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See also:
* Writer News:
Grishams donate $5M for rebuilding efforts after catastrophic hurricane
(4 September 2005)
Film version of ‘A Painted House’ to air on CBS April 27
(22 April 2003)
* Book Info:
The Broker
(January 2005)
The Last Juror
(December 2004)
The Last Juror
(February 2004)
(September 2003)
The King of Torts
(February 2003)
The Summons
(December 2002)
The Summons
(February 2002)
Skipping Christmas
(November 2001)
A Painted House
(February 2001)
The Brethren
(December 2000)
The Brethren
(February 2000)
The Testament
(December 1999)
The Testament
(February 1999)
The Street Lawyer
(January 1999)
The Street Lawyer
(February 1998)
The Partner
(February 1998)
The Runaway Jury
(March 1997)
The Partner
(February 1997)
The Runaway Jury
(June 1996)

Home:  >Browse Listings   >Authors   >Grisham, John
John Grisham
John Grisham

John Grisham

The international phenomenon that is John Grisham was born in Jonesboro, Arkansas, on February 8, 1955. He took up residence in Southaven, Mississippi, in 1967. He received an undergraduate degree in accounting from Mississippi State University in 1977 and then attended law school at the University of Mississippi, where he earned a law degree in 1981. That same year, he married Renee Jones. He established a law practice in Southaven, where he practiced both criminal and civil law. In 1983, he was elected to the Mississippi House of Representatives. In 1989 he published his first novel, A Time to Kill. The book received some good reviews but sold only moderately well. His next book, however, would be a different story. Completed in 1988, The Firm would be his break-out hit. In 1990, before the novel was published, Paramount Pictures purchased the film rights for $600,000. That same year, he resigned from the House of Representatives and bought a farm near Oxford, Mississippi.

Since then, Grisham has gone on to be recognized as one of the world's bestselling novelists. In addition to A Time to Kill and The Firm, his titles include The Pelican Brief, The Client, The Chamber, and The Rainmaker, each of which has been scripted into immensely successful film versions. His most recent novels are The Partner (1997), The Street Lawyer (1998), The Testament (1999), and The Brethren (2000) .

In August 1994, he expanded his list of job titles to include publisher as well, when he rescued The Oxford American, a struggling magazine based in the town of its title, from financial destitution. In 2000, Grisham published A Painted House serially in the magazine. The novel, set in 1952 Arkansas, is, as Grisham readily admits, a departure from his usual style of novel. In a letter to readers, he writes, “A Painted House is not a legal thriller. In fact, there is not a single lawyer, dead or alive, in this story. Nor are there judges, trials, courtrooms, conspiracies or nagging social issues.” The novel was published as a single volume edition in 2001. Other departures from his legal thrillers include Skipping Christmas (2001), which was adapted into the motion picture Christmas with the Kranks (2004), and Bleachers (2004), a semi-autobiographical book about high school football.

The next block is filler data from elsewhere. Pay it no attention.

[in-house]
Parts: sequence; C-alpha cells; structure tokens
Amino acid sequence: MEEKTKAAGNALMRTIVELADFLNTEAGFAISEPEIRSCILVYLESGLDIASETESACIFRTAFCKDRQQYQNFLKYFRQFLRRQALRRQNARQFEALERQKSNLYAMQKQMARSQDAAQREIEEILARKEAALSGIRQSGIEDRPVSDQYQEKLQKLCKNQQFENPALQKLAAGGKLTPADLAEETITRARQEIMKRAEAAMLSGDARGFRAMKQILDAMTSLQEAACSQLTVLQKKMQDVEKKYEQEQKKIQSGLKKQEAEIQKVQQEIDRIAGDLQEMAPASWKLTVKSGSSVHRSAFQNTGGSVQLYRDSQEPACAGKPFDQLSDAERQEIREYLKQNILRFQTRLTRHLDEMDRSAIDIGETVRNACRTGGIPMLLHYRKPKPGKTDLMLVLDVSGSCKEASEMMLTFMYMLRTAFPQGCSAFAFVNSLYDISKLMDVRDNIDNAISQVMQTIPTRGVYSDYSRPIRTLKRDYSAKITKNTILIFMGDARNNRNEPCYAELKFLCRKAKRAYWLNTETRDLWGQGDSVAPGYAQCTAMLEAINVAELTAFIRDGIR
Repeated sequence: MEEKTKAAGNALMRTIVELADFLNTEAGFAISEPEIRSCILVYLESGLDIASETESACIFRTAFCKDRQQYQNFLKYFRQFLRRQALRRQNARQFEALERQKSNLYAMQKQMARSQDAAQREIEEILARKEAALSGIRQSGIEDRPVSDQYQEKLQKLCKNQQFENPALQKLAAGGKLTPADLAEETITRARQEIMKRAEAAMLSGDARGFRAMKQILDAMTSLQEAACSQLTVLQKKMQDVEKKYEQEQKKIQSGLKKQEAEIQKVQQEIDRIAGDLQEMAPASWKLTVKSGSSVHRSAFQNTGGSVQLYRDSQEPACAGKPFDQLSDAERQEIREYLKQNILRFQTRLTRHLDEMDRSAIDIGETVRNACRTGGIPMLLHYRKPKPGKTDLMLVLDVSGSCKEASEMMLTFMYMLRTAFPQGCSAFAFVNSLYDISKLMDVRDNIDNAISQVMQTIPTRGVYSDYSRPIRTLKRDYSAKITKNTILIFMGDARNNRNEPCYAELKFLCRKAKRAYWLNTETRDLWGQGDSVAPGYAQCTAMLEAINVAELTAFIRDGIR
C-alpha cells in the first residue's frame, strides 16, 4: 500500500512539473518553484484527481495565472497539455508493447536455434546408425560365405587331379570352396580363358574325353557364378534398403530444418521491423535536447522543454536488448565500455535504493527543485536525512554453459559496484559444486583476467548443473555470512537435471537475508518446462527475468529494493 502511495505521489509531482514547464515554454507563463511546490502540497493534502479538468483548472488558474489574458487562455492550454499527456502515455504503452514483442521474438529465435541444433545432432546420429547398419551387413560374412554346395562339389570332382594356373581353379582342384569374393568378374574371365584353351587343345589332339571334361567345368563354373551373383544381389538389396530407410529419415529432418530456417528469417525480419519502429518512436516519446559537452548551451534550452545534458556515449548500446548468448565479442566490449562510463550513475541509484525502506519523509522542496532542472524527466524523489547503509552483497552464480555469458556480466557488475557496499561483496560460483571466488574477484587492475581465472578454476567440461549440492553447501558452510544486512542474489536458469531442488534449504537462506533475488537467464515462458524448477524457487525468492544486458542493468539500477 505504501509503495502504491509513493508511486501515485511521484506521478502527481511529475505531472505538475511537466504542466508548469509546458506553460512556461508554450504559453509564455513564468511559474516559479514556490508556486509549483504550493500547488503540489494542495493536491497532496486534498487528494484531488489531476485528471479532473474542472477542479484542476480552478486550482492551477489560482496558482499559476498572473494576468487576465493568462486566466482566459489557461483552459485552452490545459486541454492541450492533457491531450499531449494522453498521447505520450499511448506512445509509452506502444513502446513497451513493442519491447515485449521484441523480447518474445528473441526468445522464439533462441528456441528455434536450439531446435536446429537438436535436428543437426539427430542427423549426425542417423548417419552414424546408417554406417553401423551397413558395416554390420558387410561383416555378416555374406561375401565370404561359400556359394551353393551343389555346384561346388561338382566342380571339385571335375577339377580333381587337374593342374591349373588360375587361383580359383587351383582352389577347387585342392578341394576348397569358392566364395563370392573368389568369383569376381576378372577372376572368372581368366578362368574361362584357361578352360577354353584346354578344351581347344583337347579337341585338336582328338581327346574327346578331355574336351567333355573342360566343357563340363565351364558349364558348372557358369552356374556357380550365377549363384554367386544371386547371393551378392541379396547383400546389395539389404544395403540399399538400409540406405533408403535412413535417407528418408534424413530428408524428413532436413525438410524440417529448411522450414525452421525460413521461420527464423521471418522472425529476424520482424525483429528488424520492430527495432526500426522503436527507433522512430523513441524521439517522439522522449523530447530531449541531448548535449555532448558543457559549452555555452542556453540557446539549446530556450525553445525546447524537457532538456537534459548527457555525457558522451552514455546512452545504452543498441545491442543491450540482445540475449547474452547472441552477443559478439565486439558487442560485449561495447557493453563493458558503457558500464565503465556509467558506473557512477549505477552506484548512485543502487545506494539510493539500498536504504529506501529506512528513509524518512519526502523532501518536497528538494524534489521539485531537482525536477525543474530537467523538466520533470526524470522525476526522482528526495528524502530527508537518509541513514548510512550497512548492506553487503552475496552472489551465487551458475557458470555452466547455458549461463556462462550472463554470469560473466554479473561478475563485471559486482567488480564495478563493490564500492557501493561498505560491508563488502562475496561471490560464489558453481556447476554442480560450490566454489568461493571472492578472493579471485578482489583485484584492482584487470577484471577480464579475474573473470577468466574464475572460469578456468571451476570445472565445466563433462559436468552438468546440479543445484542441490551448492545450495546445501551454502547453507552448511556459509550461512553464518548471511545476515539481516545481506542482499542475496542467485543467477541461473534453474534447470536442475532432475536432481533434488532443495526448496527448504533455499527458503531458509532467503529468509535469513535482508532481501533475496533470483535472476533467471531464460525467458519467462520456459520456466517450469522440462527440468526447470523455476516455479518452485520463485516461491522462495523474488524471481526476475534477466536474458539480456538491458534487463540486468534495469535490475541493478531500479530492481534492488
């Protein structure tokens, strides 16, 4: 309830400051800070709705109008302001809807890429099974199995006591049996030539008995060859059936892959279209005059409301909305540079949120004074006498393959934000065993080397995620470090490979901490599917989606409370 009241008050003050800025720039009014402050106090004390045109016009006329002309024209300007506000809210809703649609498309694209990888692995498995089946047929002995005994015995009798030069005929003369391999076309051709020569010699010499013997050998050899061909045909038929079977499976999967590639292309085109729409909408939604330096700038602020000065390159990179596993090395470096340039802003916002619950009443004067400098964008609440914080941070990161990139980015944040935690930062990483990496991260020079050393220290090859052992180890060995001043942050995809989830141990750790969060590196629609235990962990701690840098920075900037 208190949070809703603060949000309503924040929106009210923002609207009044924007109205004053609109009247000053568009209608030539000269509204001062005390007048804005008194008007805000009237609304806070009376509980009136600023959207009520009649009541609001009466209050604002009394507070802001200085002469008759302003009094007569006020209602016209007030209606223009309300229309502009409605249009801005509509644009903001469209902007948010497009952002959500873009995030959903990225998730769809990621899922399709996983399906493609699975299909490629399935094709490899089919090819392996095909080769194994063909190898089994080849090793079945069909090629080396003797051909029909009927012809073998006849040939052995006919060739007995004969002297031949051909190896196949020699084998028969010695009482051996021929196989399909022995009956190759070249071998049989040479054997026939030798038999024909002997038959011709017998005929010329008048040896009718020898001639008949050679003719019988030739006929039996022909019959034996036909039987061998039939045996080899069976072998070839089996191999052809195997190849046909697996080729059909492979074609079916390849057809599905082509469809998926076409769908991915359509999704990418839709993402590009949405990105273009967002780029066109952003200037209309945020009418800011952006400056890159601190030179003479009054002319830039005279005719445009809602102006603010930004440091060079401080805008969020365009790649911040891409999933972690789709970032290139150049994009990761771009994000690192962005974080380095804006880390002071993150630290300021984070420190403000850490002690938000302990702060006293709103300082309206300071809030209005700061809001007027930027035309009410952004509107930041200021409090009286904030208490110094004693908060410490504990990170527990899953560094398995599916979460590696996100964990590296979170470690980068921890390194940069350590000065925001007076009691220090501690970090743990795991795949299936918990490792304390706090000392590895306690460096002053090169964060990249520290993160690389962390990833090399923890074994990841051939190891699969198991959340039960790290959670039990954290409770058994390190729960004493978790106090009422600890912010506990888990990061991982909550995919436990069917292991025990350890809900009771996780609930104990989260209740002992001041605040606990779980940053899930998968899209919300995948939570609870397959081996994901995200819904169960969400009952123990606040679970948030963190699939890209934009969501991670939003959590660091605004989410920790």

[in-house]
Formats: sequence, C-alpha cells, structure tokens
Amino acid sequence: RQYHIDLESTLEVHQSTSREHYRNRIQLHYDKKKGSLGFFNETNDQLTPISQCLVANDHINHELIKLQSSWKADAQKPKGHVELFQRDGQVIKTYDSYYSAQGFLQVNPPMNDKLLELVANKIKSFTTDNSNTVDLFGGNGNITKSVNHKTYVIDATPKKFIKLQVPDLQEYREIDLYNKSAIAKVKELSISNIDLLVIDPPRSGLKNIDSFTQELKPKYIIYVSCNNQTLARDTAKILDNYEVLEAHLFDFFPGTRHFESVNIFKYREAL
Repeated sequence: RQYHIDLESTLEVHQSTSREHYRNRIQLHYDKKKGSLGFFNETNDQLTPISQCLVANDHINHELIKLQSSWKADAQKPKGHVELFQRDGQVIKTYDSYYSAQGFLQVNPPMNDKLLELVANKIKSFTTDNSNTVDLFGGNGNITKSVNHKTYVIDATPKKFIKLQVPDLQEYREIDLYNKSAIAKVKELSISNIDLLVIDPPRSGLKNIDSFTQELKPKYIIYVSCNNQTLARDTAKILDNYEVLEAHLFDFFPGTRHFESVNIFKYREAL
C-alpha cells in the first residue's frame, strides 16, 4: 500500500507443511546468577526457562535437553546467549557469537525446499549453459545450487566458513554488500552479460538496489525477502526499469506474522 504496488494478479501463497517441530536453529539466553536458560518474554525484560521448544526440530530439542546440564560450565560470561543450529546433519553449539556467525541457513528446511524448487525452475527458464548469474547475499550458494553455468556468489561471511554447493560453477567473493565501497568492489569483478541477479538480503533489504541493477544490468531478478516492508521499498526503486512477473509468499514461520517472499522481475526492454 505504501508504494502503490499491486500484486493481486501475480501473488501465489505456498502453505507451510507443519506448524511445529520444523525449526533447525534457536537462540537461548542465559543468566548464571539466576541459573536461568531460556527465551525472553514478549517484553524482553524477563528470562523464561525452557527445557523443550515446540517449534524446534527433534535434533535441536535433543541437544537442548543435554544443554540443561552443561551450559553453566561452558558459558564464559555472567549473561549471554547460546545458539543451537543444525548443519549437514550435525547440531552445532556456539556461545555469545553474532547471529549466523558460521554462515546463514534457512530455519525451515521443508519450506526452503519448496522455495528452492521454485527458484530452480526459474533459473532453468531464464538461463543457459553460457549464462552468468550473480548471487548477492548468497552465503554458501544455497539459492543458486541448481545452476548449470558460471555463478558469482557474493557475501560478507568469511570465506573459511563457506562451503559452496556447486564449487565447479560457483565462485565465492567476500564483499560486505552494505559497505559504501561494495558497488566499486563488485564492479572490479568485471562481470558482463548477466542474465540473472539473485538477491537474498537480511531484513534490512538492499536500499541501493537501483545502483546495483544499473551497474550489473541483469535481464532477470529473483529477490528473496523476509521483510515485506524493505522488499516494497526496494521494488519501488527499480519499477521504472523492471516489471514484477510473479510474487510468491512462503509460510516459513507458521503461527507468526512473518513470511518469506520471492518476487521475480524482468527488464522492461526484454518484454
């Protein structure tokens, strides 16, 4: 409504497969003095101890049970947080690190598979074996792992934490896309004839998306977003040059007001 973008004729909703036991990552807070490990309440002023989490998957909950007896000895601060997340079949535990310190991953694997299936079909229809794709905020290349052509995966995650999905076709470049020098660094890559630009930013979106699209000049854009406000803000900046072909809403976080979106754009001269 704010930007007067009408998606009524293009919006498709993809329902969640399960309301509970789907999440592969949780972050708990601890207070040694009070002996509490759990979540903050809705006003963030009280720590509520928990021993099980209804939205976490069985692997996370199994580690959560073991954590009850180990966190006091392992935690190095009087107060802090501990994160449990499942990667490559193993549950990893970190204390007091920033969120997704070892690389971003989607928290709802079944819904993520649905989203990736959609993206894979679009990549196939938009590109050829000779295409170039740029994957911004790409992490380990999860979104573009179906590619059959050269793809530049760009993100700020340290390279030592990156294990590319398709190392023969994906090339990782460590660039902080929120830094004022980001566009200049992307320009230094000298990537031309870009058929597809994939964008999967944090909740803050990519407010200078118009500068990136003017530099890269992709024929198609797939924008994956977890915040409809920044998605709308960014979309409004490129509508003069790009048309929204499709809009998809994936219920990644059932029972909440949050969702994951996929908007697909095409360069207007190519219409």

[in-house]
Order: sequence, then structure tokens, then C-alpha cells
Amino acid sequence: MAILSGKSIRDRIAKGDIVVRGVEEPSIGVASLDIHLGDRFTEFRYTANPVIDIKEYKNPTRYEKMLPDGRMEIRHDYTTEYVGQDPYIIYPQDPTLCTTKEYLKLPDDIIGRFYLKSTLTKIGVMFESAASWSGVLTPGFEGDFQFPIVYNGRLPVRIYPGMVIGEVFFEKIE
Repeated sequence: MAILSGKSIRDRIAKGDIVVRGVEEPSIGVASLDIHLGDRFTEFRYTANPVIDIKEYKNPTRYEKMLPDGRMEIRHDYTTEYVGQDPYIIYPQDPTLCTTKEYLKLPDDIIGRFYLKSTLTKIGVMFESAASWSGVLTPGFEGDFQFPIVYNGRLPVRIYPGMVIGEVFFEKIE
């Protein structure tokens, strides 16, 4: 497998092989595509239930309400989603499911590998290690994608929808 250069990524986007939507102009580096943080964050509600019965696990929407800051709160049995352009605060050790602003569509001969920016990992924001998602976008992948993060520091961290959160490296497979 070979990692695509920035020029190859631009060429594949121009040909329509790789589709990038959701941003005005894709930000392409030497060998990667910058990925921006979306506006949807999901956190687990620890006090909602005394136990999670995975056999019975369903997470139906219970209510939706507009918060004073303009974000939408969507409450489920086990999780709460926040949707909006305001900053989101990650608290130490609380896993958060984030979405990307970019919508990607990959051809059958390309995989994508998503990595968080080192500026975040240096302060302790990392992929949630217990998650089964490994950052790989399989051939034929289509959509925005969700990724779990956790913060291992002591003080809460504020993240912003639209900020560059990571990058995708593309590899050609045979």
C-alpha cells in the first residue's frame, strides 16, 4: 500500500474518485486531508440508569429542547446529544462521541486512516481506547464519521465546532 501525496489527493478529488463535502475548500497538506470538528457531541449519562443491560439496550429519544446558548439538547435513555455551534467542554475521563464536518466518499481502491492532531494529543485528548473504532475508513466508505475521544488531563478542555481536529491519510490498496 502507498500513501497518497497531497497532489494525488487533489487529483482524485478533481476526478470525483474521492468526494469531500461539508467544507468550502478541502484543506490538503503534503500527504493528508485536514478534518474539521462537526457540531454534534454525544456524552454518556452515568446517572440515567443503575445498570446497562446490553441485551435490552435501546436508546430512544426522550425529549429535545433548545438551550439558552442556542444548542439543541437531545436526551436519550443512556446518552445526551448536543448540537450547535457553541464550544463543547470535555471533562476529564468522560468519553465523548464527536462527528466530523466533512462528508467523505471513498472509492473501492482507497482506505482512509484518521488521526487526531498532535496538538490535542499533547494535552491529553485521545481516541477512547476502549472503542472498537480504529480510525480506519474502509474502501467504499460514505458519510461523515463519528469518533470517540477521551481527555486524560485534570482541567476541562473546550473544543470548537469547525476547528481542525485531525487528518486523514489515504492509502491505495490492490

In the spring of 2001, it was reported that Grisham had written the screenplay for the film Mickey, about the world of Little League baseball. Grisham also is serving as producer for the movie, which is being directed by Hugh Wilson and stars Harry Connick, Jr.

Grisham continues to write legal thrillers, the most recent of which are The Summons (2002), The King of Torts (2003), The Last Juror (2004), and most recently, The Broker (2005). He divides his time between a home in Charlottesville, Virginia, and Oxford, Mississippi.

Article first posted May 1998
Updated January 2005

Related Links & Info

Bantam-Doubleday (BDD) features this page on Grisham. (Photo by Deborah Feingold)



  • A Time to Kill. New York: Wynwood Press, 1989.
  • The Firm. New York: Doubleday, 1991.
  • The Pelican Brief. New York: Doubleday, 1992.
  • The Client. New York: Doubleday, 1993.
  • The Chamber. New York: Doubleday, 1994.
  • The Rainmaker. New York: Doubleday, 1995.
  • The Runaway Jury. New York: Doubleday, 1996.
  • The Partner. New York: Doubleday, 1997.
  • The Street Lawyer. New York: Doubleday, 1998.
  • The Testament. New York: Doubleday, 1999.
  • The Brethren. New York: Doubleday, 2000.
  • A Painted House. Oxford, Mississippi: The Oxford American (2000). New York: Doubleday, 2001.
  • Skipping Christmas. New York: Doubleday, 2001.
  • The Summons. New York: Doubleday, 2002.
  • The King of Torts. New York: Doubleday, 2003.
  • Bleachers. New York: Doubleday, 2003.
  • The Last Juror. New York: Doubleday, 2004.
  • The Broker. New York: Doubleday, 2005.

Media Adaptations

Motion Pictures:

  • The Firm. Dir. Sydney Pollack. Paramount Pictures, 1993. Based on the novel.
  • The Pelican Brief. Dir. Alan J. Pakula. Warner Bros., 1993. Based on the novel.
  • The Client. Dir. Joel Schumacher. Warner Bros., 1994. Based on the Novel.